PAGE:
Importance of Workflow Analysis During Physician Office EMR Implementation

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Mapping the workflow processes is a very simple exercise, but frequently not taken seriously with a high enough level of detail. Every step, no matter how small, needs to be mapped out. The mapping can be sophisticated (using specialized software such as Visio) or very simple (table paper taped to the break room wall). The objective is to capture every step along the way: every decision point and every hand off between staff. It is not uncommon to uncover disparities between staff as to what actually is happening and who is doing what (or who is quietly following behind and fixing things that would have fallen through the cracks).


Electronic Medical Record (EMR) implementation is frequently considered an IT project: it is not.

EMR implementation is actually a clinical project with a strong IT component. Providers and staff with limited computer skills may experience high anxiety during the conversion to an electronic record.

Only basic computer skills are necessary for a successful implementation (if they can check their email they have the necessary skills). The real difficulty in EMR implementation is the total disruption and consequent redesign of office workflow. The first step in managing this process is workflow mapping of the current (paper) processes.

Workflow mapping also identifies visual cues that will go away with the advent of electronic records. The paper chart is a frequent indicator of which exam rooms have patients in them, which patients need a phone call, or what dictation needs to be done. Forms and papers serve similar functions. Identification of these cues helps to plan for how these processes will be managed in the new system.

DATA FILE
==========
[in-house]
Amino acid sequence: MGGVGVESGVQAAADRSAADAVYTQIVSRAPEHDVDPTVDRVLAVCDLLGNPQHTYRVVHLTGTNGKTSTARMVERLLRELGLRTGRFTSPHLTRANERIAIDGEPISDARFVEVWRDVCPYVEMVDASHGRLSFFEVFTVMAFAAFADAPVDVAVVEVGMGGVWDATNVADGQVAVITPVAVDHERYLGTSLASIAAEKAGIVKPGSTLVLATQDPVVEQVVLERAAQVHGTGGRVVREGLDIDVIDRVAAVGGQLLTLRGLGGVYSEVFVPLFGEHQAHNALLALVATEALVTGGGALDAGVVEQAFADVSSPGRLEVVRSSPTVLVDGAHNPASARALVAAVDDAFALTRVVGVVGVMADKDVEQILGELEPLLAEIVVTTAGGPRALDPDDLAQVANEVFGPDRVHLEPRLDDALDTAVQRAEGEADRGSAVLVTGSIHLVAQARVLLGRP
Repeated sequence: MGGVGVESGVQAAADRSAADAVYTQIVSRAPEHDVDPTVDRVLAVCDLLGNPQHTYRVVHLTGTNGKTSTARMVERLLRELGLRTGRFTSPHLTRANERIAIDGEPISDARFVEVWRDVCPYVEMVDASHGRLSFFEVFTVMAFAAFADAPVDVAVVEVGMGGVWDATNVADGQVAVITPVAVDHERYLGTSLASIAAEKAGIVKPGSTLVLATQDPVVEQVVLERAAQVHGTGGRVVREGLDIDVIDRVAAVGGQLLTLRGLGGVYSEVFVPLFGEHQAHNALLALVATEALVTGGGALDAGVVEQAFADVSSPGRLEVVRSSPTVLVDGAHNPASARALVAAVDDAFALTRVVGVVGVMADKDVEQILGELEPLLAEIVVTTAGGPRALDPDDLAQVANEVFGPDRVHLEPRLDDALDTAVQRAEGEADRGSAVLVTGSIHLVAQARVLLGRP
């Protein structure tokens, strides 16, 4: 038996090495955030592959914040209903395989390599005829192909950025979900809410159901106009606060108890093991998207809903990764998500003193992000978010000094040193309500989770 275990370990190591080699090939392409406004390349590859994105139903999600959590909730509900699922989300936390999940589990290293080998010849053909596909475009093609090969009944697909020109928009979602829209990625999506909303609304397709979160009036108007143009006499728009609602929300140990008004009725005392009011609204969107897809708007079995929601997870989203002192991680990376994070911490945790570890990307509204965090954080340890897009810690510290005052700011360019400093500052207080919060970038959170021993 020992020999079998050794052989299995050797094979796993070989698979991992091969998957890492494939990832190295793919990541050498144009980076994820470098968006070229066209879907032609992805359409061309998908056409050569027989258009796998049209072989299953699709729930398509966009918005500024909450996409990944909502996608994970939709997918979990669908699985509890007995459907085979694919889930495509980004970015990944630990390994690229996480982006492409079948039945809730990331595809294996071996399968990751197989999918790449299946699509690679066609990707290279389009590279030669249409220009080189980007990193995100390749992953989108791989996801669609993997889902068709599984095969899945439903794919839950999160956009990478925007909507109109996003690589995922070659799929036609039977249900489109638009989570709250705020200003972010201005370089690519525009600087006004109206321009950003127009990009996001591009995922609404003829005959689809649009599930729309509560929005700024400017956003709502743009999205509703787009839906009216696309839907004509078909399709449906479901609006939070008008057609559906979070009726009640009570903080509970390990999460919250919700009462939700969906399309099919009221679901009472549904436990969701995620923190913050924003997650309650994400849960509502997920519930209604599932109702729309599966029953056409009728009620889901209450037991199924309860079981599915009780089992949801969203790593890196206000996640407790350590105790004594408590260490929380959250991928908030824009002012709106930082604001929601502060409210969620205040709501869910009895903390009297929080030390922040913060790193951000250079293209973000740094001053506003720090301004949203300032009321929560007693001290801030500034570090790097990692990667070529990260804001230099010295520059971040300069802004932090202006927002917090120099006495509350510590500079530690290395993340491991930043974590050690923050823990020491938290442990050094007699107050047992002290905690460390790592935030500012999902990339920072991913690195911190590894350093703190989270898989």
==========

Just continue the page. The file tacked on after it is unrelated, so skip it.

Another benefit of workflow mapping is that it helps the EMR vendor implementation coordinator understand the practice. The vendor should be an expert in their system but a stranger to the practice. While there are general commonalities between practices each practice is unique in itself. The members of the practice are experts in their office but don’t have enough product knowledge to be able to make informed decisions about EMR processes. Workflows done in conjunction with the vendor are invaluable in successful implementation. The implementation coordinator should take the existing workflows and help guide the practice in effective product utilization. The process also serves to help the practice start to understand the product early in the implementation. The practice should bring in different users during the creation of new workflows. The more people involved the better the outcome.

In summary, workflow analysis of current processes is a valuable tool to be used in EMR implementation. No implementation is perfect, but careful analysis and planning help to minimize the possibility of major system oversights. Additionally it builds understanding between the EMR vendor’s implementation coordinator and practice staff and can also lessen the disruption felt during the conversion from paper to electronic records.